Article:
Presentation on theme: "Q1. What is ozone and where is it in the atmosphere? Simone Brunamonti."— Presentation transcript:
Q1. What is ozone and where is it in the atmosphere? Simone Brunamonti
Ozone is a gas molecule denoted O 3, discovered in laboratory experiments in the mid-1800s, composed of three oxygen atoms bound together. Very reactive molecule, explosive in concentrated amounts, used for several industrial processes. Naturally present in our atmosphere, even if in a very low concentration. Plays a fundamental role in protecting life on Earth, as it protect us from the harmful solar uv-radiation. Atmospheric ozone is diffused all over the globe, but its vertical distribution is not uniform through the atmosphere. WHAT IS OZONE?
About 90% of atmospheric ozone is located inside the stratosphere, in the OZONE LAYER (15 - 35km height). Recently discovered (1970’s) that some human produced chemicals could lead to the depletion of the ozone layer. Remaining 10% of ozone is found in the troposphere, the lower region of atmosphere. Here we can find local (dangerous) increases of ozone concentration as a result of pollution from human activities. WHERE IS OZONE IN THE ATMOSPHERE?
Q2. How is ozone formed in the atmosphere? Lukas Bühler
Q4. How is total ozone distributed over the globe? Thomas Leutert
How is the total ozone distributed over the globe? Spatial Variation: –Most ozone in the stratosphere (about 90%) –Largest total ozone values in middle and high latitudes –Values of total ozone lowest in the tropics IACETH Donnerstag, 27. September11Thomas Leutert Determing factors: – Ozone production (solar ultraviolet radiation) – Large scale air circulation in the stratosphere to the poles – Removal/chemical destruction of the ozone
IACETH Donnerstag, 27. September12Thomas Leutert Seasonal Variation: – Antarctic: Ozone hole in spring – Arctic: Increasing values during winter, maximum in spring, decreasing values from summer to fall – Low latitudes: Small changes Natural Variations: – Changes with latitude and longitude on daily to weekly timescales – Reasons: 1.Natural air motions 2.Changes in the balance of chemical production and loss processes
Q5. How is ozone measured in the atmosphere? Dominik Bitschnau
RemoteIn Situ How-Active: laser -Passive: starlight, sunlight -Radiation detector -Reaction chamber What-UV absorbtion-Electrical curent -Absorbtion (UV) -Emission Platform-Satellites -Ground -Aircraft -Ballloon sonde -Aircraft Limitatio n -Total O 3 along path-Point measurement [NOAA, 2010] dcb/2012/09/26 How is ozone measured in the atmosphere?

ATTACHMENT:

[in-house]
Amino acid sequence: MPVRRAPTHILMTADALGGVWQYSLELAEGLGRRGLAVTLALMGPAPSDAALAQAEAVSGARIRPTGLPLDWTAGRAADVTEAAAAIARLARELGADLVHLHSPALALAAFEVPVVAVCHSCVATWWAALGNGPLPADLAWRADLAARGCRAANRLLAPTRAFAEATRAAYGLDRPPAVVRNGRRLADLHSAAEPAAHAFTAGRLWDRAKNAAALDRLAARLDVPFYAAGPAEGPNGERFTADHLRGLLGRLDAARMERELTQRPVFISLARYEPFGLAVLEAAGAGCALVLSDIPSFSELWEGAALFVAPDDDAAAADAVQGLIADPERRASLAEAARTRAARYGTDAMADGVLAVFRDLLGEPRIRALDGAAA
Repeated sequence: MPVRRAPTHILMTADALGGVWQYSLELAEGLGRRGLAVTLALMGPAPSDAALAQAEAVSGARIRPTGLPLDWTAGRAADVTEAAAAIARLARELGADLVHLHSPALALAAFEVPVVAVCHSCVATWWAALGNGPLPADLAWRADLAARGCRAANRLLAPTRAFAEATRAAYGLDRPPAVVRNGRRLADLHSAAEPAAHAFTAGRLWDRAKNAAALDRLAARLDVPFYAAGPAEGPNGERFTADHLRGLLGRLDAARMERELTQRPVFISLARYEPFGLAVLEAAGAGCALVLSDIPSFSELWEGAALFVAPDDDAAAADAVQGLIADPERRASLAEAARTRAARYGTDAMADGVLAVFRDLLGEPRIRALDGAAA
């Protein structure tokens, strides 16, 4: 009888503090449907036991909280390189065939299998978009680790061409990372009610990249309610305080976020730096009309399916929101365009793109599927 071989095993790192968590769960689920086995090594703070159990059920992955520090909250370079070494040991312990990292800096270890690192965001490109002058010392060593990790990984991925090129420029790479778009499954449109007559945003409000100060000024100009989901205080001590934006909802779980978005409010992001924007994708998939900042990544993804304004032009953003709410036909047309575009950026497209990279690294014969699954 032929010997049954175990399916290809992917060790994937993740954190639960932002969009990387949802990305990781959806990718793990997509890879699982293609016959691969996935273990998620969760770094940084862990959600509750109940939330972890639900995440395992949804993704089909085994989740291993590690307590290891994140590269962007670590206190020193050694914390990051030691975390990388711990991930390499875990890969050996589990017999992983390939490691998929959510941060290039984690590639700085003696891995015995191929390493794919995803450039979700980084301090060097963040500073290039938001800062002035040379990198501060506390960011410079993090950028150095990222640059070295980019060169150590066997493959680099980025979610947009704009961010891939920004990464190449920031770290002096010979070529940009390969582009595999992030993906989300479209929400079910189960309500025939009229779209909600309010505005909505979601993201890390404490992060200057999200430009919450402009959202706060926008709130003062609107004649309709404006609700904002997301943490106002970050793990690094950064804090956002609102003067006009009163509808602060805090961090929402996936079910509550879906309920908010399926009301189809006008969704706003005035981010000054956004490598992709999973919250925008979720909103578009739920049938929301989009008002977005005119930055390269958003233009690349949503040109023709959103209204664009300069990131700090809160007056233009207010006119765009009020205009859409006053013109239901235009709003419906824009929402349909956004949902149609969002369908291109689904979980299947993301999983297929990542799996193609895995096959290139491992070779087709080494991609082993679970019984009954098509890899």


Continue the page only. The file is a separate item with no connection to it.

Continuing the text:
Chemoluminiscence Excited intermediate Equal to NO x determination Emission proportional to [O3] UV absorbtion max. absorbtion at 250nm Standard method Lambert-Beer Law [Tethys, 2006] dcb/2012/09/26
Q6. What are the principal steps in stratospheric ozone depletion caused by human activities? Annika Langenbach
Q6: What are the principal steps in stratospheric ozone depletion caused by human activities? 1.Emissions of halogen source gases at Earth‘s surface 2. Accumulation in the atmosphere (highly unreactive in the lower atmosphere) 3.Transport to the stratosphere by air motions 4. Conversion in the stratosphere to reactive halogen gases (chemical reactions involving UV- radiation) 5. Chemical reaction chemical depletion of stratospheric ozone PSCs: singnificantly increase of reactive halogen gases in polar regions in winter/spring 6.Removal by moisture in clouds and rain in the trosposphere, after return to trophosphere
Q6: What are the principal steps in stratospheric ozone depletion caused by human activities? Some halogen gases are emitted from natural sources – part of the natural balance Some halogen source gases undergo chemical conversion in the troposphere –Gases with longer lifetimes have slower conversion rates Understanding of stratospheric ozone depletion: –Laboratory studies –Observations –Computer models
Q7. What emissions from human activities lead to ozone depletion? Martha Vogel
emissions of ozone-depleting substances (ODSs) ODSs: halogen source gases of human activities controlled by the Montreal Protocol Question 7 What emissions from human activities lead to ozone depletion? 20Question 7 - Martha Vogel27.09.2012
Q9. What are the chlorine and bromine reactions that destroy stratospheric ozone? Denis Jorisch
Stratospheric Ozone Destruction at tropical and middle latitudes -Involves two separate chemical reactions. -Atomic oxygen (O) is formed when solar ultraviolet radiation (sunlight) reacts with ozone and oxygen molecule. -Low abundance of atomic oxygen limits ozone loss in cycle 1 -Cycle 1 is most important in the stratosphere at tropical and middle latitudes, where solar ultraviolet radiation is most intense.
Stratospheric Ozone Distruction in Polar Regions -During winter as a result of reactions on the surface of PSC. -Cycles 2 and 3 account for most of the ozone loss observed in the Arctic and Antarctic stratospheres in the late winter/early spring season. -During polar night and other periods of darkness, ozone cannot be destroyed by these reactions.